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How the Electoral College Works and Why the Latino Vote Matters
EDITOR’S NOTE: The opinions expressed in this piece are solely those of the authors.
By Javier Arreola and Alberto Altamirano
The 2016 presidential election has been uncommon in many aspects and has been closely watched throughout the world. In less than a week, either Hillary Clinton or Donald Trump will be chosen as the next president of the United States. But how does the U.S. electoral system work and why is it important for Latinos to understand it?
What Does “270-to-Win” Mean?
The Electoral College will dominate the airwaves and headlines on Election Day. In each U.S. presidential election, voters question the Electoral College process and ask themselves if their vote matters. It does. When voters go to the polls next week, they will be choosing which candidate receives their state’s electors. The candidate who receives a majority of electoral votes (270) wins the presidency.
538 electors make up the Electoral College, which is the sum of the nation’s 435 representatives, 100 senators, and three electors given to the District of Columbia. The electors, who are nominated at their state party conventions, have the biggest responsibility in American democracy: choosing the president of the United States.
In all but two states (Nebraska and Maine), the candidate who wins the majority of votes in a state collects that state’s electoral votes (as many votes as it has members of Congress). In Nebraska and Maine, two electoral votes are allocated to the popular vote winner, and then one each to the popular vote winner in each Congressional district (two in Maine, three in Nebraska) in their state.
Why do we elect presidents this way? This goes back to the important debates at the 1787 Constitutional Convention in Philadelphia. At that convention, four methods were proposed to elect the president and vice president: direct election by voters, election by Congress, election by state governors and election by state legislatures. Following the debates, no decision was reached. As a result, the Committee of Eleven on Postponed Matters came up with the Electoral College as a compromise. The Electoral College process is outlined in Article II, Section 1, of the Constitution and was the process used to elect the first president of the United States, George Washington.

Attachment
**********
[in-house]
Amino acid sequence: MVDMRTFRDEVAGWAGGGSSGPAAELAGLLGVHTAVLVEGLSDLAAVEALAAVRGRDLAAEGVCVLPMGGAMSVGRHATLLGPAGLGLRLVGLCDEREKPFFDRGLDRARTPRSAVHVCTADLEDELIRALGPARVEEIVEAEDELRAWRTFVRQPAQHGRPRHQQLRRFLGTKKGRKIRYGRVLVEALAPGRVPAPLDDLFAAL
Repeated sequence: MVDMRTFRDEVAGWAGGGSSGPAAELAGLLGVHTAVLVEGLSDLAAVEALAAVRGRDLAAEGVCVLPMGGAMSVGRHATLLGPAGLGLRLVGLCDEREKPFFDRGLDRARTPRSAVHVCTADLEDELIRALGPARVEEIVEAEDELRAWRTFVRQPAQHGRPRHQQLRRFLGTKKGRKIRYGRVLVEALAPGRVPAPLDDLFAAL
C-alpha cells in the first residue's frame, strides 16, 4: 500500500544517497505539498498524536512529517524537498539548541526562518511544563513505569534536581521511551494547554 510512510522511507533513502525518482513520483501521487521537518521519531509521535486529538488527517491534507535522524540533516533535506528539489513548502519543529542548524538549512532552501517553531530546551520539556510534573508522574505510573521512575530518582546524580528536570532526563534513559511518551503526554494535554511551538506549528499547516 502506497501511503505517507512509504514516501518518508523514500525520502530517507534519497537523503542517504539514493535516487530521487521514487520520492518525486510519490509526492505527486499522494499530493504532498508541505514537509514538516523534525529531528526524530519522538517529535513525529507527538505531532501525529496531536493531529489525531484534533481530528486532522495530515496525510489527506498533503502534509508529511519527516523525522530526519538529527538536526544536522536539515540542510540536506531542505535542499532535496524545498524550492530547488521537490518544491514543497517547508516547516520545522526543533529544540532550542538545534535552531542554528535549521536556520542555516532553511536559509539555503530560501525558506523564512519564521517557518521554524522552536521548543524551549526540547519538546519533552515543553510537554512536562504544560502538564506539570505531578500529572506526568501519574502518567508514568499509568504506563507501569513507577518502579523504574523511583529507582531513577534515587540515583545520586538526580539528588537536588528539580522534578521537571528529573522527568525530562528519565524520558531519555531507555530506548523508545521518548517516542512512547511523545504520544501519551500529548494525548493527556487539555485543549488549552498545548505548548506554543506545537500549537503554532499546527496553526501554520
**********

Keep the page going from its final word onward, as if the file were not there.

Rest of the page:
The Electoral College meets to officially cast their votes on the first Monday after the second Wednesday of December following Election Day. This year, the electors will meet on December 19 in their respective state capitals.
Can You Win the Popular Vote and Lose the Electoral College Vote?
Yes, the Electoral College creates the possibility for the winner of the popular vote to lose the electoral vote. This is more than a theoretical possibility—it happened during the 2000 presidential elections, when then vice president Al Gore won the popular vote in by 51% but lost the electoral vote 271 to 266.
The Problems With the Electoral College
The Electoral College determines the president and vice president of the United States. However, this “indirect election” process has been the subject of criticism. Opponents of the Electoral College are disturbed by the possibility of electing a “minority president” (one without the absolute majority of popular votes).